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Vitamins are organic (carbon-containing) compounds that are essential in small amounts for body processes. Vitamins themselves do not provide energy. They enable the body to use the energy provided by carbohydrates, fats, and proteins. The name vitamin implies their importance. Vita in Latin, means life. They do not, however, represent a panacea (universal remedy) for physi-cal or mental illness or a way to alleviate the stressors in life. They should not be overused—more is not necessarily better. In fact, megadoses can be toxic (poisonous). In the past it was believed that a healthy person eating a balanced diet would obtain all the nutrients—including vitamins—needed. That was in the past. Today’s reality is such that with after-school sports, dance lessons, music practice or lessons, both parents working, and more, people are in a time and energy crunch. So in many homes, home-cooked family meals have been replaced by fast food, home delivery, vending machines, and processed foods. Most of these choices are not found in the fruit and vegetable recommendation from MyPyramid.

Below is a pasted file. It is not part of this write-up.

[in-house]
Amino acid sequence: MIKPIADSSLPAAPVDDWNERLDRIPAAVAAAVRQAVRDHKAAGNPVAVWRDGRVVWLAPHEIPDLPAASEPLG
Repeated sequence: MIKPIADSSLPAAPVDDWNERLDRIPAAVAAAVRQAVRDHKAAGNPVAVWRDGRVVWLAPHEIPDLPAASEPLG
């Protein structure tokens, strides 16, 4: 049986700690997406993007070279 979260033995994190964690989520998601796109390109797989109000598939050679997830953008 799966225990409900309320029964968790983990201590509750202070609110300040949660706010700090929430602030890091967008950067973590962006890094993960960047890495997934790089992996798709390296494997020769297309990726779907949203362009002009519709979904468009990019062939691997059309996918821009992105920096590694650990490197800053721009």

The existence of vitamins has been known since early in the twentieth century. It was discovered that animals fed diets of pure proteins, carbohy-drates, fats, and minerals did not thrive as did those fed normal diets that included vitamins.
Vitamins were originally named by letter. Subsequent research has shown that many of the vitamins that were originally thought to be a single substance are actually groups of substances doing similar work in the body. Vitamin B proved to be more than one compound—B1, B6, B12, and so on—and consequently is now known as B complex. Many of the 13 known vitamins are currently named according to their chemical composition or function in the body (Table 7-1).
Vitamins are found in minute amounts in foods. The specific amounts and types of vitamins in foods vary.
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